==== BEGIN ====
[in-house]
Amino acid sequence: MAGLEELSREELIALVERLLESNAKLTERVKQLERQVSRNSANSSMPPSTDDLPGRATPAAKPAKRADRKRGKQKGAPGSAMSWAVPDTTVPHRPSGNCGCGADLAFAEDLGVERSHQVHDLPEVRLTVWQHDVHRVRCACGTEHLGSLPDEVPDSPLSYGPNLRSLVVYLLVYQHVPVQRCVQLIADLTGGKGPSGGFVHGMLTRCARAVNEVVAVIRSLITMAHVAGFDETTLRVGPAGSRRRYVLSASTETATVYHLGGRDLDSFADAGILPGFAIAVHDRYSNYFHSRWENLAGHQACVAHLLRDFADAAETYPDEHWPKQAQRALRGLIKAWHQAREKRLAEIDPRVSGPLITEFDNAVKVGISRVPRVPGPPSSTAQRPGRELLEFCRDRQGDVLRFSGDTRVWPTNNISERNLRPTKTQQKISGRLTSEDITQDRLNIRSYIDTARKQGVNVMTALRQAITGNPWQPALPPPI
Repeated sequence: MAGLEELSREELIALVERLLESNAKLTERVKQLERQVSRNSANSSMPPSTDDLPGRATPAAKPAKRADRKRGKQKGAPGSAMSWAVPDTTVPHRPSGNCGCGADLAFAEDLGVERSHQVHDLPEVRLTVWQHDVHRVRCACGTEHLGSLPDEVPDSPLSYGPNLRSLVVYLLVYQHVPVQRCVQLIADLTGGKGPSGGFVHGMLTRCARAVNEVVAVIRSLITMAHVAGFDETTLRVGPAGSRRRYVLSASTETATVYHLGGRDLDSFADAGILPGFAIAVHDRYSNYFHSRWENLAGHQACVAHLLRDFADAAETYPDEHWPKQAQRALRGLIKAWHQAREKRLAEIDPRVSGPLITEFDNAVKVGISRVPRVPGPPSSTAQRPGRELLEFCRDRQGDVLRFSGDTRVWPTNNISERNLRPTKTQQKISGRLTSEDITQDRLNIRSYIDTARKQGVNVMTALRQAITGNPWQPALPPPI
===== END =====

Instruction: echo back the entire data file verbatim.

[in-house]
Amino acid sequence: MAGLEELSREELIALVERLLESNAKLTERVKQLERQVSRNSANSSMPPSTDDLPGRATPAAKPAKRADRKRGKQKGAPGSAMSWAVPDTTVPHRPSGNCGCGADLAFAEDLGVERSHQVHDLPEVRLTVWQHDVHRVRCACGTEHLGSLPDEVPDSPLSYGPNLRSLVVYLLVYQHVPVQRCVQLIADLTGGKGPSGGFVHGMLTRCARAVNEVVAVIRSLITMAHVAGFDETTLRVGPAGSRRRYVLSASTETATVYHLGGRDLDSFADAGILPGFAIAVHDRYSNYFHSRWENLAGHQACVAHLLRDFADAAETYPDEHWPKQAQRALRGLIKAWHQAREKRLAEIDPRVSGPLITEFDNAVKVGISRVPRVPGPPSSTAQRPGRELLEFCRDRQGDVLRFSGDTRVWPTNNISERNLRPTKTQQKISGRLTSEDITQDRLNIRSYIDTARKQGVNVMTALRQAITGNPWQPALPPPI
Repeated sequence: MAGLEELSREELIALVERLLESNAKLTERVKQLERQVSRNSANSSMPPSTDDLPGRATPAAKPAKRADRKRGKQKGAPGSAMSWAVPDTTVPHRPSGNCGCGADLAFAEDLGVERSHQVHDLPEVRLTVWQHDVHRVRCACGTEHLGSLPDEVPDSPLSYGPNLRSLVVYLLVYQHVPVQRCVQLIADLTGGKGPSGGFVHGMLTRCARAVNEVVAVIRSLITMAHVAGFDETTLRVGPAGSRRRYVLSASTETATVYHLGGRDLDSFADAGILPGFAIAVHDRYSNYFHSRWENLAGHQACVAHLLRDFADAAETYPDEHWPKQAQRALRGLIKAWHQAREKRLAEIDPRVSGPLITEFDNAVKVGISRVPRVPGPPSSTAQRPGRELLEFCRDRQGDVLRFSGDTRVWPTNNISERNLRPTKTQQKISGRLTSEDITQDRLNIRSYIDTARKQGVNVMTALRQAITGNPWQPALPPPI